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Strong winds could lead to explosive fire growth in West

Hundreds of people were evacuated in numerous blazes that have scorched structures and signaled an early start to the fire season.
Posted at 2:52 PM, Apr 21, 2022
and last updated 2022-04-21 14:53:35-04

The 32-square-mile blaze outside Flagstaff is one of a half-dozen major wildfires that have raced across Arizona and New Mexico the last few days.

Red flag warnings of critical fire conditions were issued Thursday for much of northern Arizona, including the Flagstaff area, and large portions of New Mexico as state and federal officials scrambled to get more crews on the front lines.

With expected wind conditions, "it will prove challenging to put in those containment lines to stop fire growth," said Jerolyn Byrne, a spokesperson for the team working the Flagstaff-area fire. "We'll see some growth on the fire."

At a community meeting in Flagstaff on Wednesday evening, Brian Klimowski of the National Weather Service declared the start of the fire season and said "it's going to be a long one this year."

Hundreds of people have been evacuated because of wildfires burning in New Mexico, Arizona and Colorado. Popular lakes and national monuments have been closed — some because fire has moved directly over them.

U.S. 89, the main route between Flagstaff and far northern Arizona, and communities on the Navajo Nation, remained closed.

Resources to fight the wildfires are tight. Four of the 16 top-level national fire management teams are dedicated to the Southwest — something fire information officer Dick Fleishman said is rare for April.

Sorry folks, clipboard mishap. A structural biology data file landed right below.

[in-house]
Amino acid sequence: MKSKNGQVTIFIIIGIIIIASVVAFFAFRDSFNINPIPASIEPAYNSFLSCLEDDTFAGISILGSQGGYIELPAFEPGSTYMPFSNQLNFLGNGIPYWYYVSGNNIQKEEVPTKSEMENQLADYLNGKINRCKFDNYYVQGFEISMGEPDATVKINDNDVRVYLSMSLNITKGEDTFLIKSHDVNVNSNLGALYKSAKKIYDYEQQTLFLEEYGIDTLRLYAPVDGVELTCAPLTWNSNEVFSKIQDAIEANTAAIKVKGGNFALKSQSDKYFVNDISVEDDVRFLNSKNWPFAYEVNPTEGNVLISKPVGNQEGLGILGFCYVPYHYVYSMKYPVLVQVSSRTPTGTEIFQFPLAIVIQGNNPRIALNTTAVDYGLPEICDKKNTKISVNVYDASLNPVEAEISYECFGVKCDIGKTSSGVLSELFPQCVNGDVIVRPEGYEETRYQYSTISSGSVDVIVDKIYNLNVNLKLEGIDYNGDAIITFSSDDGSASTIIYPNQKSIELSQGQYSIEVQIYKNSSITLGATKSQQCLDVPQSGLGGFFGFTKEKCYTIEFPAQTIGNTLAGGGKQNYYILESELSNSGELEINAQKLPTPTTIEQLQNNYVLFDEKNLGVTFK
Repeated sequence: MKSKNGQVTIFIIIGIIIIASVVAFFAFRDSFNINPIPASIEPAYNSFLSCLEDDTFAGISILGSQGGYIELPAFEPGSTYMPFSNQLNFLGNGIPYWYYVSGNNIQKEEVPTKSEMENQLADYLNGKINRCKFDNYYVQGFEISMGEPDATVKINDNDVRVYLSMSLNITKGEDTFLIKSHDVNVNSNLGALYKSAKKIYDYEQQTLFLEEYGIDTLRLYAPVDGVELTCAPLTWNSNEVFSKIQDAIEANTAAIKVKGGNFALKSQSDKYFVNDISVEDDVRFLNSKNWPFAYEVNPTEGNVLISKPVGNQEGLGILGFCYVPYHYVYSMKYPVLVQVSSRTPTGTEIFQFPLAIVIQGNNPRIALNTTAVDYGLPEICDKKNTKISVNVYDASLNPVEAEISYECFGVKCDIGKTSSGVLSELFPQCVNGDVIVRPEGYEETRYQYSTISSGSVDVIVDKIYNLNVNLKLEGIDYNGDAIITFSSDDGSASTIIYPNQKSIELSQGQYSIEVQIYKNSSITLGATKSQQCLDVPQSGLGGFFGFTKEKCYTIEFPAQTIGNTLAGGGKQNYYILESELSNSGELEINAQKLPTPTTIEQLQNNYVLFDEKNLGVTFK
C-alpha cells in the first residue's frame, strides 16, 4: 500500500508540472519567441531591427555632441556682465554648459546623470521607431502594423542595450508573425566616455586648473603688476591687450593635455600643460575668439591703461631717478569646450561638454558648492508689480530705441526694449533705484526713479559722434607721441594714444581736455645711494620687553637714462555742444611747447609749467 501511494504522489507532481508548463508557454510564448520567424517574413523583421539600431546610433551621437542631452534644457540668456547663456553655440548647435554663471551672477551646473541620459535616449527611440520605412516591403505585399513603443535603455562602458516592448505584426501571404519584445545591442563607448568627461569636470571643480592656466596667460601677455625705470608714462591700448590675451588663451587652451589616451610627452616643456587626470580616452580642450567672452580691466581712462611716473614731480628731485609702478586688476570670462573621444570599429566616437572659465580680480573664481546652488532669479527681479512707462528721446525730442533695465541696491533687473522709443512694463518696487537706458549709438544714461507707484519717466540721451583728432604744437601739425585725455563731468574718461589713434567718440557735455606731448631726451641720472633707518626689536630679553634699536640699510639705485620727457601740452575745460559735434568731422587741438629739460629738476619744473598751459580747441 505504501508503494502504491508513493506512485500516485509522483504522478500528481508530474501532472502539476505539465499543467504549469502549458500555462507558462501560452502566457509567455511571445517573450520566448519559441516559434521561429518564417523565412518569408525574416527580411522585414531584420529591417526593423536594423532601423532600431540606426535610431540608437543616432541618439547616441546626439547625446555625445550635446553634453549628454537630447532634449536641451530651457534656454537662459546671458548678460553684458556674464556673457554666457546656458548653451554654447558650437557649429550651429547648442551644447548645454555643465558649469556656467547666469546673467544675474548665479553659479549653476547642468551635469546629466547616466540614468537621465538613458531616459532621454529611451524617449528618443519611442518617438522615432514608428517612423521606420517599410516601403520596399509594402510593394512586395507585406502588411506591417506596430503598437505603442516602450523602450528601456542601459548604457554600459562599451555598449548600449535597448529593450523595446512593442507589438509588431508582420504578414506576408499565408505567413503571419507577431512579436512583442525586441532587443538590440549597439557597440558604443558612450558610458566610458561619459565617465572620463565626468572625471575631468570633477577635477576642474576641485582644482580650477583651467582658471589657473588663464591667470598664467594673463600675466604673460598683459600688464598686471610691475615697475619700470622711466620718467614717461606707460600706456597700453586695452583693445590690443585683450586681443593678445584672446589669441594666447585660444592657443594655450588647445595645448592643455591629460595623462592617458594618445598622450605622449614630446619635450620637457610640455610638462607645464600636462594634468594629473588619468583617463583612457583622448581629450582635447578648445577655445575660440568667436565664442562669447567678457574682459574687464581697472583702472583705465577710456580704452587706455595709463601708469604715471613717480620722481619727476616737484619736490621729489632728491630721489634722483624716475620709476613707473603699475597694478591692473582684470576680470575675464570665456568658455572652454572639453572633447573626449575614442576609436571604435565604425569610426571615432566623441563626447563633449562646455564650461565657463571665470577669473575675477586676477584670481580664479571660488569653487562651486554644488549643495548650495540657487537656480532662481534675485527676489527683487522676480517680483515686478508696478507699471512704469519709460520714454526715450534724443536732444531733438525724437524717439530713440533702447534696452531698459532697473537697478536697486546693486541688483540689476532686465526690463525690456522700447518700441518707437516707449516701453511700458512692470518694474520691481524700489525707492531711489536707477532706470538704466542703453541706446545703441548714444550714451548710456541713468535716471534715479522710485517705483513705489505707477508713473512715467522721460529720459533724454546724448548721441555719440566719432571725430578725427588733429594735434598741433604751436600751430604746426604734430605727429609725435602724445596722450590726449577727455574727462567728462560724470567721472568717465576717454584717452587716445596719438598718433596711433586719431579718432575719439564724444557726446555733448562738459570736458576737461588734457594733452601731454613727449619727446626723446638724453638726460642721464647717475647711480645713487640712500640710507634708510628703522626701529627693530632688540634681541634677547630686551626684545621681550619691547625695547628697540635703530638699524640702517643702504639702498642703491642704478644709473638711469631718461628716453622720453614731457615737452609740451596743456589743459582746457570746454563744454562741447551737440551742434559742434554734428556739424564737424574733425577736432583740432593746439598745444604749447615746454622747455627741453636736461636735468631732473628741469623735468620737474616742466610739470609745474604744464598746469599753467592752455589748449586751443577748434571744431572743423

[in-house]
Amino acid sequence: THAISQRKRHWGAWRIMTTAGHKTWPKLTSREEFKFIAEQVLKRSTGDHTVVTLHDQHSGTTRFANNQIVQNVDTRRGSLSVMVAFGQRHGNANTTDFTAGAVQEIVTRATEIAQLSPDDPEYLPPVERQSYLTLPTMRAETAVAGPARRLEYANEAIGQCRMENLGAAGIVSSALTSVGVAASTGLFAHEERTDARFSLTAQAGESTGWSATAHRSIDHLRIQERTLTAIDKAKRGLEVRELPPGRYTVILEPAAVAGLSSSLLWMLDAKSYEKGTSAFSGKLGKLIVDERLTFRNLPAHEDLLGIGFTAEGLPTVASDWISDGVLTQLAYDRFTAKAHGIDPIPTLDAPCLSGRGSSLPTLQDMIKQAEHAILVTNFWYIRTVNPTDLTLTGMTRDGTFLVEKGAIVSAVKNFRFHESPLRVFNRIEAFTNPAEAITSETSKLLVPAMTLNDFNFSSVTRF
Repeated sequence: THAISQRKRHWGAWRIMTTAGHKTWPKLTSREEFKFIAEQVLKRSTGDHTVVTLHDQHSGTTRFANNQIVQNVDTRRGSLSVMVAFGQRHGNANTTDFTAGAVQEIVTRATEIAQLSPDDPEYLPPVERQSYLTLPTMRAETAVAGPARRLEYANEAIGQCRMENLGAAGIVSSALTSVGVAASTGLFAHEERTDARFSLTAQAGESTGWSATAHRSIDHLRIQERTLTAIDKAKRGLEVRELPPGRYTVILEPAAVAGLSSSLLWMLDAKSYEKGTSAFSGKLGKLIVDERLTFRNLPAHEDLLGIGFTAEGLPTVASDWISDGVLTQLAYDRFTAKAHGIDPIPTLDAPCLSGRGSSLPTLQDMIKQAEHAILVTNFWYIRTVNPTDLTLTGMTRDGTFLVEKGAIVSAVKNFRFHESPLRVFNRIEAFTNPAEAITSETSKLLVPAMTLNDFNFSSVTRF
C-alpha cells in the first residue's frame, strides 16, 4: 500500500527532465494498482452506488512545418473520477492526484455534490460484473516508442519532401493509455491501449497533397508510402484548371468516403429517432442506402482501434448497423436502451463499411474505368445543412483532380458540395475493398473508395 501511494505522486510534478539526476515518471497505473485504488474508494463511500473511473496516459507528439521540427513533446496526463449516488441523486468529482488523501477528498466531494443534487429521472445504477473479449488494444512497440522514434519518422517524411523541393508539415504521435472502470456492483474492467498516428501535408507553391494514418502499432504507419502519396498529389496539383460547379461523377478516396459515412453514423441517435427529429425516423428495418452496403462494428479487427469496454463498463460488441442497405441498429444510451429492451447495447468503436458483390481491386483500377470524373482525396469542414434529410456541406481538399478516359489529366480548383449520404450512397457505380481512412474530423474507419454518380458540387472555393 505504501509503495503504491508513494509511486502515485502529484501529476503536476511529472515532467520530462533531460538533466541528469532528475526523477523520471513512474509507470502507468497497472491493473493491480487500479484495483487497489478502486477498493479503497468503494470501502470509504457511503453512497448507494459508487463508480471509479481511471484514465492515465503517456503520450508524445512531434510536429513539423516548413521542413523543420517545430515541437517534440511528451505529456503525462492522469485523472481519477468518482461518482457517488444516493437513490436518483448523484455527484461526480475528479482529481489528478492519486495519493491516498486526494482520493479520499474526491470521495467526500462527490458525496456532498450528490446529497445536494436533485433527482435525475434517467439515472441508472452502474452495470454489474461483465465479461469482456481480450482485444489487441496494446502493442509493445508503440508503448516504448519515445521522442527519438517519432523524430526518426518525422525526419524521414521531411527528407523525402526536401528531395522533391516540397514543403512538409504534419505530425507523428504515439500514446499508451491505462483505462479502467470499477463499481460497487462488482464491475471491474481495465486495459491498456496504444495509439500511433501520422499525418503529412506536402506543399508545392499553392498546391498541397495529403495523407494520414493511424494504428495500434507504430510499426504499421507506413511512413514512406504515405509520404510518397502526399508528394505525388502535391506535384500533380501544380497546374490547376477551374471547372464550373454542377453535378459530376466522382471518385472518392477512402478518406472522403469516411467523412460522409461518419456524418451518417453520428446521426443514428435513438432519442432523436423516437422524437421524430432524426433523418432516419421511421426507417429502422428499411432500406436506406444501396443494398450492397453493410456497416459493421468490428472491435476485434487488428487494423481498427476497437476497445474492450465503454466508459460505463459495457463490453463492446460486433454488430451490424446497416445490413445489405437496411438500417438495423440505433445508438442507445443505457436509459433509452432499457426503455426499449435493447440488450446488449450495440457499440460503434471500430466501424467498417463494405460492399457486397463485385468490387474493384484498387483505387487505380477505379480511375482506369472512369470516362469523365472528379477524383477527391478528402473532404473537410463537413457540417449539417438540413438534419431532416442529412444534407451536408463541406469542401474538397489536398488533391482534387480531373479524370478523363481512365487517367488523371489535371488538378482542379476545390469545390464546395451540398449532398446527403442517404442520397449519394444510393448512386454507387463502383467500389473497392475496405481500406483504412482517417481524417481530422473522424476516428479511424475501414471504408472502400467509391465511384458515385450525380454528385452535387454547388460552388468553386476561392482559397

In Flagstaff, erratic winds have grounded air resources. Residents around Flagstaff questioned how a small blaze reported northeast of the college town Sunday afternoon ballooned to more than 30 square miles by Wednesday afternoon. Matt McGrath, a district ranger on the Coconino National Forest, said firefighters had corralled the wildfire Sunday and didn't see any smoke or active flames when they checked on it again Monday.

By Tuesday, the wind was firmly in control. Flames emerged and jumped the containment line, leaving firefighters and McGrath to ask themselves if they could have done something differently, he said.

"I can't tell you for sure, but I don't think so," McGrath said. "And I know that's not a satisfying answer when people are going through what they're going through right now."

The cause of the fire is under investigation.

Another big fire southeast of Taos, New Mexico, also has burned more than 30 square miles, but it's in a rural area where no structures have been destroyed and a small number of evacuations ordered.

In Colorado, new wildfires prompted evacuations in Monte Vista, a city of about 4,150 people in the southern part of the state, and near Longmont. An undetermined number of structures burned but no one was injured, authorities said.

"We struggled at times to stay in front of this fire and stay out of the way of it because the winds and stuff were so strong," said Monte Vista Police Chief George Dingfelder.

The number of acres burned in the U.S. so far this year is about 30% above the 10-year average, according to the National Interagency Fire Center. Above-average temperatures and below-average precipitation have combined with spring winds to elevate the chances for more catastrophic fires.

Rocky Opliger, the incident commander on a wildfire that has burned about 3 square miles and forced evacuations south of Prescott, Arizona, said the conditions are some of the worst he's seen in nearly five decades of fighting wildland fires.

"This is very early to have this kind of fire behavior," he said. "Right now we are on the whims of weather."

About 25 structures have been lost in the Flagstaff-area fire. Coconino County officials late Wednesday pointed residents to a system where they could seek help with food, temporary housing and other needs. Some 765 homes were evacuated.

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